Alfa Romeo Racing’s ANTONIO GIOVINAZZI has an uphill battle for his first full-time campaign with teammate, 2007 F1 World Champion, Kimi Räikkönen. We caught up with the 25-year-old to discuss…
Antonio Giovinazzi may be living the dream as the first full-time Italian racer on the Formula 1 grid since Jarno Trulli and Tonio Liuzzi in 2011, and at an Italian-branded team in Alfa Romeo Racing, but he’ll need to keep his head down if he’s to stay there — with Kimi Räikkönen in the sister car.
The 2007 F1 World Champion may not be the same relentless, razor-sharp, heat-seeking missile he once was at McLaren, but Räikkönen is still consistent, and a tenacious point scorer. Something Giovinazzi will need to match week-in, week-out to retain his drive into 2020 and beyond. The talent, from Martina Franca, also needs to rise above his former reputation as a crasher, having shunted twice in China 2017 — his second of two races as a fill-in at Swiss team Sauber. But he’s outqualified Räikkönen three times in the first nine races, up to Austria, and things are looking stronger and it’s noticeable in his outward confidence.Has the team paid more interest in Kimi Räikkönen’s feedback so far?
I think the team did a fantastic job during the tests. They listened to Kimi and I. We are two different drivers, so I need something and Kimi [also] needs something. But I’m sure we did a good job in winter tests and I hope we work really well.
Is your setup direction different to Kimi’s?
For sure — Kimi has more experience than me but, so far, the team is doing a fantastic job listening to both of us. This is what the team will continue to do during the season.
How did you up your game for your full-time debut?
I’m a different driver compared to 2017. I had two years in the background with Ferrari doing a lot of work in the simulator but also testing with Pirelli, FP1s with Sauber. So I’m a different driver, mentally for sure I’m more relaxed now because I know I will have my season. I can try to improve race by race but I will approach the race weekend in a different way.
How useful was this period off the grid?
To be a top [F1] driver is not really easy because you don’t have a lot of miles on the car, but the simulator is the way to train and the way to stay in the car. For sure, it’s not the same thing to being in the car, but it’s something really good to improve yourself [with]. Also, with the feedback you give to the team and everything. But, in the end, I also did some FP1s last year and in 2017, so I’m sure I’m more ready than what I was then.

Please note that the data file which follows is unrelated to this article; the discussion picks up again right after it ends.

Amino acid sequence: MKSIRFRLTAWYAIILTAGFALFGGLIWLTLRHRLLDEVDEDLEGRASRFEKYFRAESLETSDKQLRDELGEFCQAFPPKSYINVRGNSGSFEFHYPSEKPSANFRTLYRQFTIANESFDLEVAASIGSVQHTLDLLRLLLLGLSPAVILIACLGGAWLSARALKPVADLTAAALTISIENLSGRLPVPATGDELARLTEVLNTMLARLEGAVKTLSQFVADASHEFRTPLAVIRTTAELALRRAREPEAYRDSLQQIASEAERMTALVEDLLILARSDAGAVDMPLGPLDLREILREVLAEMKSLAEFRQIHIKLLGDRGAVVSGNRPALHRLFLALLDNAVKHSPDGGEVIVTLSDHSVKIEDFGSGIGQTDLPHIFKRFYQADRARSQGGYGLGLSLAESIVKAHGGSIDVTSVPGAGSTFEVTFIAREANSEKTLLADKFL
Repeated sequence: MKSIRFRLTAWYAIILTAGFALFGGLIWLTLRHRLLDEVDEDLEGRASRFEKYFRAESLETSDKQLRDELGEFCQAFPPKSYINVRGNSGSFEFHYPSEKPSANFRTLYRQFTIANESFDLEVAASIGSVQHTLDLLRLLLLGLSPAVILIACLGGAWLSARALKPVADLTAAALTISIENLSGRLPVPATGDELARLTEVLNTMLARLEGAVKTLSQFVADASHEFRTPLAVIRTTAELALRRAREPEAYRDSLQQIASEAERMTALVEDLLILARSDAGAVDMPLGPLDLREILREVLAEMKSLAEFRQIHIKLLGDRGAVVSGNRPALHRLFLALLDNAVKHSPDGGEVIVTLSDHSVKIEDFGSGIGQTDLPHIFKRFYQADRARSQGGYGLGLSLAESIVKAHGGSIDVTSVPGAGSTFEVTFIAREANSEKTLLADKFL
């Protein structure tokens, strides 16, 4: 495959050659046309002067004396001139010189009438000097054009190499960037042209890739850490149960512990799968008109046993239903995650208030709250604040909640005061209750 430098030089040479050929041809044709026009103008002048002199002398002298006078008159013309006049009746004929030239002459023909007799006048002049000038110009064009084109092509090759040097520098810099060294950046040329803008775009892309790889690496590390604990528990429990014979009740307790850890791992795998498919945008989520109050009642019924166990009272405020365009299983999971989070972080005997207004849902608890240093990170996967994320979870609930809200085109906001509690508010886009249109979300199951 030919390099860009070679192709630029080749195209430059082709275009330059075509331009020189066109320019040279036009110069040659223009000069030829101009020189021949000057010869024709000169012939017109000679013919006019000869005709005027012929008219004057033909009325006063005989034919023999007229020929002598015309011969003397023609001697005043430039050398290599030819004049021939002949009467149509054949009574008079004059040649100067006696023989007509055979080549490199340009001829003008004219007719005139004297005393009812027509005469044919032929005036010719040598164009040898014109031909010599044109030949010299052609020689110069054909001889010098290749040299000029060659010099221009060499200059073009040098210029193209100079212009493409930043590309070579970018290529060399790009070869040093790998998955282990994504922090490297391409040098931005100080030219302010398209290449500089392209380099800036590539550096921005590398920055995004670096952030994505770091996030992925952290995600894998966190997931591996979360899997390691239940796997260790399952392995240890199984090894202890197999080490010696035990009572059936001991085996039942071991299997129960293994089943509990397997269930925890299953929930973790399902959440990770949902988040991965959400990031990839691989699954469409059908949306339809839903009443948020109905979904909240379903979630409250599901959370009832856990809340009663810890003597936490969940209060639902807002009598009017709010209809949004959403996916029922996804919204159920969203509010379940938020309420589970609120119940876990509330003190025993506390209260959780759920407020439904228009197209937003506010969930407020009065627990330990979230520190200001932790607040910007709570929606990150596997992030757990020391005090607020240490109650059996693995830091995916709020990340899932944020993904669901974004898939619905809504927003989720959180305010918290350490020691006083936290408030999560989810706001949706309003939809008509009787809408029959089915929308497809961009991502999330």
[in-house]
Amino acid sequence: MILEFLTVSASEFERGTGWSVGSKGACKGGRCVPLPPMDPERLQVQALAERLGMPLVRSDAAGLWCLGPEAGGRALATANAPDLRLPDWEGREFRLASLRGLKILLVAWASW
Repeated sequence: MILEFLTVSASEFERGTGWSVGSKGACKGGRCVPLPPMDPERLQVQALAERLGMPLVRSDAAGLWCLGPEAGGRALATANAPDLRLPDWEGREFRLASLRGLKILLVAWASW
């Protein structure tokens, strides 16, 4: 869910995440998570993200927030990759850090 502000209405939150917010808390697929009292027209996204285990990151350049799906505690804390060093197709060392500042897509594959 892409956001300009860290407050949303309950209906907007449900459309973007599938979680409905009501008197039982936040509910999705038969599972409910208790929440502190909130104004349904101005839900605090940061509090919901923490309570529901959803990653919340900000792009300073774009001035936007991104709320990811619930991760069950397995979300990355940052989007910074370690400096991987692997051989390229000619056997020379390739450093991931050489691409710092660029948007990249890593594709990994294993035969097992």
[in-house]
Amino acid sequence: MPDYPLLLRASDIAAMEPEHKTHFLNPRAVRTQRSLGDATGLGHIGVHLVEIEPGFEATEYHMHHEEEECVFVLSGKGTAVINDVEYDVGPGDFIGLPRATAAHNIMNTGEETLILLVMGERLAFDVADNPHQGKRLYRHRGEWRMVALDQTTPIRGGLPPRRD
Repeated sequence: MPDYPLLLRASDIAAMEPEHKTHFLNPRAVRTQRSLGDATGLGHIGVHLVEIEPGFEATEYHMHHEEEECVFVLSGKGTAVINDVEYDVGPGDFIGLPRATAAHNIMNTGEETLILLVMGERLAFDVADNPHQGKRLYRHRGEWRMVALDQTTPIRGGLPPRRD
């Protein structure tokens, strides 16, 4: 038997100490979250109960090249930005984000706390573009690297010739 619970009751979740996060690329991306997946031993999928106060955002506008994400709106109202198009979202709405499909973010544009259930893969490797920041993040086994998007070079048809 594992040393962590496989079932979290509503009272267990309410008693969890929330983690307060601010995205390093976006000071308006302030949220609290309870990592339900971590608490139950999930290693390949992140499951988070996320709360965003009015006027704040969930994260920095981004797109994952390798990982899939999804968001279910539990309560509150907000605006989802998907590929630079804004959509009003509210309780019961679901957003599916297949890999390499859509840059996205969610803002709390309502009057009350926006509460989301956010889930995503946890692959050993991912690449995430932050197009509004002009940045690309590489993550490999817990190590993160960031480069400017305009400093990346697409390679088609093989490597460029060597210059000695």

You’ve got great management, in F1 veteran Enrico Zanarini. How has he helped you to get back to the grid?
I have a good team behind me, and this is something really good to feel from a driver’s side. But, in the end, I’m in the car by myself, so everything I will do is from my side. I did a lot of training back home before the winter tests, and I tried to prepare the best for my first Grand Prix.
Your predecessor, Charles Leclerc, had an easier challenge in teammate Marcus Ericsson. How do you feel about the match-up with the Iceman?
I think to have Kimi for a teammate is a help. For me, Kimi can be a teacher but also a reference during the season. So this is something really good. But we need to just work together really well, and try to improve the car really fast and try to get a lot of points for the team. This will be my main target, and I think the target of Kimi.
Singapore is not far away, and while it’s a wonderful event for fans — it’s also a tough challenge for the drivers. How have you prepared for it?
I know it’s the hardest track, and the hardest conditions for driver that we have. I need to just make sure that during the summertime I will not just take a rest, but still working really hard to make sure I will be ready for Singapore, like the physical side. ■
An instant classic from when it joined the calendar in 2008, the Formula 1 Singapore Grand Prix continues to inspire as one of the world’s great motorsport events — one that goes far beyond the racing, with the hottest acts live on stage, interactive entertainment and parties galore.
On-track, it’s a feast for the eyes — with F1, and a host of thrilling support categories, going wheel-to-wheel under lights around the glamorous streets of Marina Bay. The world’s finest racers under maximum pressure — not only with cockpit temperatures soaring up to 60 degrees Celsius at racing speeds, but with the F1 World Championship on the line.
Once the racing finishes, the hot tunes begin — with Singapore renowned for its epic entertainment line-ups. And 2019 is no different with six-time Grammy Award winners, the Red Hot Chili Peppers, leading the Singapore event’s stellar 12th edition line-up, alongside Swedish House Mafia, Muse, Gwen Stefani, Fatboy Slim, Hans Zimmer and Toots and the Maytals.
It’s an awesome post-winter getaway from Australia, with the short flight and weekend format making it easy on annual leave — and accommodation, dining, and sightseeing options all within reach of the Circuit Park. There’s also an option for any budget with single day-walkabout and grandstand tickets starting from SG$98 (approx. AUD$100), and single-day hospitality packages from SG$1592 (approx. AUD$1638).
The 2018 FORMULA 1 SINGAPORE GRAND PRIX will be held from September 20-22. For more information go to singaporegp.sg
BY STEWART BELL
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